Current Students

Introductory Lectures

Introductory Lectures 2017-2018

First Year

First Year Lecture Calendar (2017/18)

First Year at a Glance


‚ÄĆDocuments for First Year Students

First Year Information Booklet 2017-2018

 1st Year Extension Request form


CK109 Booklet

CK109 BA English First Year Booklet 2017-2018


Visiting Students Booklet

Visiting Booklet 2017-2018


Skills Centre Sessions

If you are interested in improving your writing skills and developing related skills to help you with university study, such as note taking, time management, study skills, and exam preparation, you may be interested in the sessions offered by the Skills Centre, located in the Berkeley Centre, Q-1, Boole Library.

For details, visit:

Students can sign up here:

Second Year

Documents for Second Year Students

Second Year Information Booklet 2017-2018

2nd Year Reading List 2017-2018 (NEW) (570kB) (570kB)

2nd Year Extension Request Form (34kB) (34kB)

 2nd Year Essay Calendar 2017-2018

CK109 2nd Year Booklet

CK109 BA English Second Year Booklet 2017-2018

Third Year

Documents for Third Year Students

3rd Year Information Booklet 2017-2018

 3rd Year Reading List 2017-2018 (New) (452kB)

3rd Year Extension Request Form (13kB) (13kB)

 3rd Year Essay Calendar 2017-2018


CK109 BA English Third Year Booklet 2017-2018

Assessments and Examinations

The School of English uses a variety of assessment methods, including take-home essays, in-class essays and end-of-year examinations.  In seminar courses you may also be assessed on presentations, group projects and exercises such as journals.  As a general rule, you will find that in second and third year, your year's work is in two parts. Lecture modules you take in Teaching Period 1 are assessed through one in-class test and one take-home essay. Lecture modules you take in Teaching Period 2 are assessed through an end-of-year exam in which, usually, you will answer two questions.  If you are taking seminar courses, you may take your module in TP1 or TP2, or as a whole-year module.  In seminar modules, attendance is compulsory and your participation will form part of your assessment and your overall mark.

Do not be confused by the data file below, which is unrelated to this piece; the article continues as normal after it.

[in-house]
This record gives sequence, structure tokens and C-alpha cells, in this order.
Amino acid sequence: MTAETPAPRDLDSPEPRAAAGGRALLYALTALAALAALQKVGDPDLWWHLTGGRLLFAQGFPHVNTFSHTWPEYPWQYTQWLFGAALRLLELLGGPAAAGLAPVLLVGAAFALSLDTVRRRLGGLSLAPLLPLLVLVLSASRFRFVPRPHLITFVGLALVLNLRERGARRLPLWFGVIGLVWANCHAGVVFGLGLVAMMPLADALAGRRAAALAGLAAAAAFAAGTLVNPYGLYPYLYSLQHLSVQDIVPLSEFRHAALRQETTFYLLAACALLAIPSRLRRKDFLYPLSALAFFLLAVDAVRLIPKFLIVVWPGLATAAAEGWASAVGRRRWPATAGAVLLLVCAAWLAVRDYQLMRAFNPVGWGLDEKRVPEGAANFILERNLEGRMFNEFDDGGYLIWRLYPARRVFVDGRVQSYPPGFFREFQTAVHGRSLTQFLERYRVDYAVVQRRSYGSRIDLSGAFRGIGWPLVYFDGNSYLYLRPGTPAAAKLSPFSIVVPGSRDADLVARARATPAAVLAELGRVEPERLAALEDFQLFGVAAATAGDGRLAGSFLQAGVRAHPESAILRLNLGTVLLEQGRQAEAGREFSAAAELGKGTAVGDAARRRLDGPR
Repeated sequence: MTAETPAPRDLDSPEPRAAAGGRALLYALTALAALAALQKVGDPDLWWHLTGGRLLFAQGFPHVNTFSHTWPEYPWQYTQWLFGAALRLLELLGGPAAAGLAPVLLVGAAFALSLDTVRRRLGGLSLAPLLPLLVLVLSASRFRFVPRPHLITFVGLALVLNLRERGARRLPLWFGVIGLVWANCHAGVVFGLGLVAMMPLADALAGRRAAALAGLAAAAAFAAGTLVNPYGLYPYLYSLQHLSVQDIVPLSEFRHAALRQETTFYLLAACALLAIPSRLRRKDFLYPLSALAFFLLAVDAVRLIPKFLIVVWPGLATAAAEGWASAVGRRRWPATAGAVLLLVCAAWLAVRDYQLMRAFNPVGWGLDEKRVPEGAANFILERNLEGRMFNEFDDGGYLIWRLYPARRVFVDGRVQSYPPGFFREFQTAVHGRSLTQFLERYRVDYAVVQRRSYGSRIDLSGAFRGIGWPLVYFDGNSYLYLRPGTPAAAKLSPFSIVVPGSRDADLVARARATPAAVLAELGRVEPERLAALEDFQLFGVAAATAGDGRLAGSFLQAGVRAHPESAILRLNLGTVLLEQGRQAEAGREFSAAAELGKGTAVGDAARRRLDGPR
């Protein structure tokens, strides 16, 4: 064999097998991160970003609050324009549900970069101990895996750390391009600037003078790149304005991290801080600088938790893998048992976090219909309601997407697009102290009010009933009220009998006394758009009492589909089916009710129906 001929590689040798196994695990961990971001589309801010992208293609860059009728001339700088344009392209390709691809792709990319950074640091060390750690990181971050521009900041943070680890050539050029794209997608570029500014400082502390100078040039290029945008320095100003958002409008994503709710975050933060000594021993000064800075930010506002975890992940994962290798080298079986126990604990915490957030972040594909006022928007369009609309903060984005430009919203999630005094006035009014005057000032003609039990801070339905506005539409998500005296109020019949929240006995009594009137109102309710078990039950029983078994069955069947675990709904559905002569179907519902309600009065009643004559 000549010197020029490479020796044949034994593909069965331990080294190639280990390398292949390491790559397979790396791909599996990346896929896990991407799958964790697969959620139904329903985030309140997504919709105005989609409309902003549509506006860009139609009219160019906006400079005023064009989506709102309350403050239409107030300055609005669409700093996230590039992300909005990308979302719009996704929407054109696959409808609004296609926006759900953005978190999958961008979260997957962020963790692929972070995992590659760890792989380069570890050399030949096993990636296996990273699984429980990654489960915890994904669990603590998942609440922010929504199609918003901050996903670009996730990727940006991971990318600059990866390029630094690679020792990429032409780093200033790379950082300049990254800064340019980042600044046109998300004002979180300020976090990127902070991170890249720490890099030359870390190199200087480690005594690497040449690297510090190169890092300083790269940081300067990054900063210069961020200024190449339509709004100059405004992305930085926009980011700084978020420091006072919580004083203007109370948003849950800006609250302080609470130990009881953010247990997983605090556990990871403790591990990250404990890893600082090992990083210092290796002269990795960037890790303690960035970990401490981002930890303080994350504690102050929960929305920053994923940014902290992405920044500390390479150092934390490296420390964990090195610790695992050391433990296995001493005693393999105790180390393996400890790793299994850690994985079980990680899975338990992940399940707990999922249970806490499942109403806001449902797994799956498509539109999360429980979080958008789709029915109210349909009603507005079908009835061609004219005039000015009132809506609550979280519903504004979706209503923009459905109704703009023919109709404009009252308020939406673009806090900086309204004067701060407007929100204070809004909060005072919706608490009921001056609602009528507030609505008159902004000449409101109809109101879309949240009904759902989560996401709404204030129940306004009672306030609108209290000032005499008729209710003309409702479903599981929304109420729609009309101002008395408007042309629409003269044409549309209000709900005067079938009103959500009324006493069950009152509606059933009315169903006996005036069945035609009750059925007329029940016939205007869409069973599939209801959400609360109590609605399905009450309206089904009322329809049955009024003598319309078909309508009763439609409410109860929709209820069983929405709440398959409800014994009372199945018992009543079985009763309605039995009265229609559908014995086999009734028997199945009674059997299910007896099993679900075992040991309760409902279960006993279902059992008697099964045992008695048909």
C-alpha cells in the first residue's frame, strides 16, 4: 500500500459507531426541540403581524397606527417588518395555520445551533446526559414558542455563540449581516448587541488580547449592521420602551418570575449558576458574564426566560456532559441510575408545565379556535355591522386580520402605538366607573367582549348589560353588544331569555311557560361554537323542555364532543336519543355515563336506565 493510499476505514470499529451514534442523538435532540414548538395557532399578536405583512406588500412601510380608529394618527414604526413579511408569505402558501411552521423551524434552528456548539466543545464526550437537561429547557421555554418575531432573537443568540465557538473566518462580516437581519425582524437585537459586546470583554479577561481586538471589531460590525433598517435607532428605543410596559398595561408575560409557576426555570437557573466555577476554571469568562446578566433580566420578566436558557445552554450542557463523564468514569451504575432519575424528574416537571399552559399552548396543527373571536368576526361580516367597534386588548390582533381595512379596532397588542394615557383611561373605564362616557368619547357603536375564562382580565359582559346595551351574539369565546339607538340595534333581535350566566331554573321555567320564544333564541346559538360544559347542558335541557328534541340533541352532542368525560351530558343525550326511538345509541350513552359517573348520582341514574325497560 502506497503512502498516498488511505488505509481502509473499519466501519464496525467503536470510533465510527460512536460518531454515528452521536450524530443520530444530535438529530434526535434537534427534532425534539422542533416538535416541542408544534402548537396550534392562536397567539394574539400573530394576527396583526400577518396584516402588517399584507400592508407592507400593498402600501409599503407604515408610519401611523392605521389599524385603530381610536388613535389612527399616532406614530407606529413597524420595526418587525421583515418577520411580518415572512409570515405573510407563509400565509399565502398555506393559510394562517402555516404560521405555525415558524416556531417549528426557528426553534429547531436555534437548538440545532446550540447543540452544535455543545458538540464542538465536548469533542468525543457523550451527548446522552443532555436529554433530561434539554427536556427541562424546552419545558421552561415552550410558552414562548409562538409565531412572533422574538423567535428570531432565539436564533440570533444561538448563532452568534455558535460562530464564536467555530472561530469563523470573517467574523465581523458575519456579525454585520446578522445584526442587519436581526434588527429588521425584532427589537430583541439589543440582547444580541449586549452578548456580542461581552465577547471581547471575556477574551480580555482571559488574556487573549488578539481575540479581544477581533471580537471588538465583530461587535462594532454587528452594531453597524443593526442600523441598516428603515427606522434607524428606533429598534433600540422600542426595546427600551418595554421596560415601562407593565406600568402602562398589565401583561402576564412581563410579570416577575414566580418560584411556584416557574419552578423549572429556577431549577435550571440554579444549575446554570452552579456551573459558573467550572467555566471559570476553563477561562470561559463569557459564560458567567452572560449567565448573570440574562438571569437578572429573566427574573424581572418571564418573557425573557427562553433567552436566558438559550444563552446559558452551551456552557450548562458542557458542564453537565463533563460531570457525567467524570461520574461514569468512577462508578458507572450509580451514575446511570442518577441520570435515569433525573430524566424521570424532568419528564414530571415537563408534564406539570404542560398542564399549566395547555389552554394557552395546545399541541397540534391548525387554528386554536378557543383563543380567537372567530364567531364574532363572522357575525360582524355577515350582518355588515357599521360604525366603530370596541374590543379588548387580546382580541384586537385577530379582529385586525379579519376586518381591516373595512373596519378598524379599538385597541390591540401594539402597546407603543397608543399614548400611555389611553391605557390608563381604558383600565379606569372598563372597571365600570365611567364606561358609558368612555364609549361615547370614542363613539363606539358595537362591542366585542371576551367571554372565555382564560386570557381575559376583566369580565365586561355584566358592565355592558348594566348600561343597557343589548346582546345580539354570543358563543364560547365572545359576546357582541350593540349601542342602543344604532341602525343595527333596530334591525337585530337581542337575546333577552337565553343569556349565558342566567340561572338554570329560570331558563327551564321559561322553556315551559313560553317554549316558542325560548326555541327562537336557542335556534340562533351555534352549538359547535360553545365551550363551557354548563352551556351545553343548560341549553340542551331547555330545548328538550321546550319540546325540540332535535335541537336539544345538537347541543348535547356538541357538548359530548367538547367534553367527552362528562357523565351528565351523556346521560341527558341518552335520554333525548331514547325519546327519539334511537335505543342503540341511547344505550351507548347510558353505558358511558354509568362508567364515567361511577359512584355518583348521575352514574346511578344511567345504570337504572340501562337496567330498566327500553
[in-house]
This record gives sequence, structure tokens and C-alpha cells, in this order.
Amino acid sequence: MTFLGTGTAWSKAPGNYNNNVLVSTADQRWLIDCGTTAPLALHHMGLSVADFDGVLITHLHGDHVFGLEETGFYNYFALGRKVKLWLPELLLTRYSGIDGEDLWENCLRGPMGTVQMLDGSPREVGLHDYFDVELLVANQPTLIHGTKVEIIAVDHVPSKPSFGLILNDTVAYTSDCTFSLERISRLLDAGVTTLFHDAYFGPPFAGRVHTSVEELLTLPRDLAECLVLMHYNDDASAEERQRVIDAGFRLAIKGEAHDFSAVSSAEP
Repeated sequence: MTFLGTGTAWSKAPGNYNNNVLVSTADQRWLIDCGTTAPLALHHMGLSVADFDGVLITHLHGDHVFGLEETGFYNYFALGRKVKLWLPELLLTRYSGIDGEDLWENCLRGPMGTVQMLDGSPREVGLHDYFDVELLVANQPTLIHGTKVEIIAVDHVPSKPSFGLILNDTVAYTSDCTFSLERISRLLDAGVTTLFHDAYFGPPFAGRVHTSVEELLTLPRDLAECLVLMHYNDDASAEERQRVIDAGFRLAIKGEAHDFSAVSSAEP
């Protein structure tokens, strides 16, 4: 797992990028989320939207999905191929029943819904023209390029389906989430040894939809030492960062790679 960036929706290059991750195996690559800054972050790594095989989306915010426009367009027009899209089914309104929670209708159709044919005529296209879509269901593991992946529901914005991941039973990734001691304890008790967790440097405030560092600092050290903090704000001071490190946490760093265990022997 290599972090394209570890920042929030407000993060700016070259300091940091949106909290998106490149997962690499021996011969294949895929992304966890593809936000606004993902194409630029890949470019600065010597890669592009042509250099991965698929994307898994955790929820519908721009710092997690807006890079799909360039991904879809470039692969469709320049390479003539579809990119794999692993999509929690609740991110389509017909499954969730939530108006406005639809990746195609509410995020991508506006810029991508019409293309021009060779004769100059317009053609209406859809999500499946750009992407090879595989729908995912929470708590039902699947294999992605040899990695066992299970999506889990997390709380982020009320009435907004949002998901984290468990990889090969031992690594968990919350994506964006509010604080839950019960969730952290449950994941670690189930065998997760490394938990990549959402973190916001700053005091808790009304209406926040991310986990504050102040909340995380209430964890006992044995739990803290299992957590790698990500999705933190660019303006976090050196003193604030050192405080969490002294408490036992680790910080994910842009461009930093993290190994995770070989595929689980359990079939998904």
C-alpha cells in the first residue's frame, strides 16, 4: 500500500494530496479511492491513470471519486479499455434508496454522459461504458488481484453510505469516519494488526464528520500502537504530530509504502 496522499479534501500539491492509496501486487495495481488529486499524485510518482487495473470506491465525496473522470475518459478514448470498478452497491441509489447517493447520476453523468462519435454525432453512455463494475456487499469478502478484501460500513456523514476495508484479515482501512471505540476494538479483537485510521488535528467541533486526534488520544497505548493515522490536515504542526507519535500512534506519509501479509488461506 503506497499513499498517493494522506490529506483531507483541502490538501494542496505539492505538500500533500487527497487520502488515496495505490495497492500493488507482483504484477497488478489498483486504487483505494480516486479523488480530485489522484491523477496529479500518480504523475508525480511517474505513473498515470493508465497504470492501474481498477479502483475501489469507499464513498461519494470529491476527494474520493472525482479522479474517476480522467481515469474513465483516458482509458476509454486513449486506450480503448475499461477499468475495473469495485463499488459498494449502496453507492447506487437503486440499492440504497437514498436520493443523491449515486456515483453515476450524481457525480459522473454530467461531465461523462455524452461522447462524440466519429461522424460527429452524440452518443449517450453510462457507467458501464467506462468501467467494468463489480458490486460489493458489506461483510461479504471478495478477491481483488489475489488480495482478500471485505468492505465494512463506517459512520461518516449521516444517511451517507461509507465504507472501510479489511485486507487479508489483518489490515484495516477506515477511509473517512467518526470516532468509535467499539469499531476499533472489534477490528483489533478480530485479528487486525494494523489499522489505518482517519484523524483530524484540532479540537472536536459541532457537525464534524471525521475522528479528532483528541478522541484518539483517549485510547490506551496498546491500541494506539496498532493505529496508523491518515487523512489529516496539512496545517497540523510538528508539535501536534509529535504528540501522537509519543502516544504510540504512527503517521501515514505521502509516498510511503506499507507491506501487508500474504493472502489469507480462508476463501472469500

Plagiarism Policy

‌The School of English operates a strict anti-plagiarism policy. 

If you are unsure about any aspect of this policy, please contact the School’s Plagiarism Officer, Dr Anne Etienne (, prior to submitting any essays. You are responsible both for knowing what constitutes plagiarism and for ensuring that you have not plagiarised. Ignorance will not be accepted as an excuse. With a view to making sure that your submitted work has been done in accordance with this policy, you will be required to complete and submit a coversheet with each essay (see below).

What is Plagiarism?

Plagiarism is presenting another person’s words or ideas as your own work. If you draw on someone else’s words and do not put quotation marks around them and give the writer or speaker credit by revealing the source in a citation, then you are plagiarising. If you revise or paraphrase the words of someone else or just use their ideas, and do not give the author credit in a note you are also plagiarising. Plagiarism can occur in take-home essays, in-class tests, class presentations or examinations; in every case it will be penalised according to University policy.

For full details of what constitutes plagiarism, what the penalties are, and how to avoid it, please consult the Plagiarism Policy of the School of English.

Plagiarism Policy Updated 2014

Supports and Services

‌‌Year Committees and Staff-Student Meetings

Within the School, it is the responsibility of certain staff members to oversee each year group and to ensure that the teaching and assessment for all the courses in each year is administered and delivered efficiently and effectively.  The Year Committees also arrange for students to act as representatives for the year group by attending staff-student meetings.  Staff-Student meetings are an important way for students to voice their opinion and give feedback so why not consider becoming a rep?  And do always remember that you should find out who your reps are, and let them know of any issues you think are important and need to be brought to the attention of the School.

First Year Committee: contact Dr Anne Etienne

Second Year Committee: contact Dr Barry Monanhan

Third Year Committee: contact Dr Ken Rooney

Teaching Officer

Dr Heather Laird ( is the Teaching Officer, and one of her responsibilities is to advise students who may be having difficulty with their studies due to illness, family circumstances, etc. 

Disability Officer

Dr Maureen O’Connor ( is the School's Disability Officer, and she liaises with Disability Support Services.

Help & Support

Within the university, there are also a number of places to find help and support:

Student Counselling and Development

Student Health

Students' Union

Student Advisor and Ombudsman

Disability Support Services

Lowercase Second Hand Book Service

Lowercase Bookshop Offer


School of English

O'Rahilly Building, University College Cork, Cork. Ireland